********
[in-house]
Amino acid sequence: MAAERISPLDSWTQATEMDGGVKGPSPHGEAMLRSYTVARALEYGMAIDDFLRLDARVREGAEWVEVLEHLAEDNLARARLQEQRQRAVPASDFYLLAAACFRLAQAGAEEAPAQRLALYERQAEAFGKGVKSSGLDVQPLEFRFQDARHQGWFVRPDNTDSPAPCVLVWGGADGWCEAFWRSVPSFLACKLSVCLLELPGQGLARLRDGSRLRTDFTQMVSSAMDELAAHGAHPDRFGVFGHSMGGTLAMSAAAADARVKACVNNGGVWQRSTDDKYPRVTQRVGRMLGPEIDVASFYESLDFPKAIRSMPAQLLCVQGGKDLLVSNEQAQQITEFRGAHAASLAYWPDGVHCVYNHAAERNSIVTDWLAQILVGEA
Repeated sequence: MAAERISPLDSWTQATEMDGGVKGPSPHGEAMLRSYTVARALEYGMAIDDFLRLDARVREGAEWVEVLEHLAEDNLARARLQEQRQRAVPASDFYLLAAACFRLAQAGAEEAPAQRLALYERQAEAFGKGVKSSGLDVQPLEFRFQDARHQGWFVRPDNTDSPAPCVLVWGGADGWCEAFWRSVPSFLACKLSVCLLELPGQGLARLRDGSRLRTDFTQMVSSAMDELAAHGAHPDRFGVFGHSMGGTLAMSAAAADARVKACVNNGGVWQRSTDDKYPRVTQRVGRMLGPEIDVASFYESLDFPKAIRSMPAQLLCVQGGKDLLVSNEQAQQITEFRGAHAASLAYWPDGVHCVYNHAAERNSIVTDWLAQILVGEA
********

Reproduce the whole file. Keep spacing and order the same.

[in-house]
Amino acid sequence: MAAERISPLDSWTQATEMDGGVKGPSPHGEAMLRSYTVARALEYGMAIDDFLRLDARVREGAEWVEVLEHLAEDNLARARLQEQRQRAVPASDFYLLAAACFRLAQAGAEEAPAQRLALYERQAEAFGKGVKSSGLDVQPLEFRFQDARHQGWFVRPDNTDSPAPCVLVWGGADGWCEAFWRSVPSFLACKLSVCLLELPGQGLARLRDGSRLRTDFTQMVSSAMDELAAHGAHPDRFGVFGHSMGGTLAMSAAAADARVKACVNNGGVWQRSTDDKYPRVTQRVGRMLGPEIDVASFYESLDFPKAIRSMPAQLLCVQGGKDLLVSNEQAQQITEFRGAHAASLAYWPDGVHCVYNHAAERNSIVTDWLAQILVGEA
Repeated sequence: MAAERISPLDSWTQATEMDGGVKGPSPHGEAMLRSYTVARALEYGMAIDDFLRLDARVREGAEWVEVLEHLAEDNLARARLQEQRQRAVPASDFYLLAAACFRLAQAGAEEAPAQRLALYERQAEAFGKGVKSSGLDVQPLEFRFQDARHQGWFVRPDNTDSPAPCVLVWGGADGWCEAFWRSVPSFLACKLSVCLLELPGQGLARLRDGSRLRTDFTQMVSSAMDELAAHGAHPDRFGVFGHSMGGTLAMSAAAADARVKACVNNGGVWQRSTDDKYPRVTQRVGRMLGPEIDVASFYESLDFPKAIRSMPAQLLCVQGGKDLLVSNEQAQQITEFRGAHAASLAYWPDGVHCVYNHAAERNSIVTDWLAQILVGEA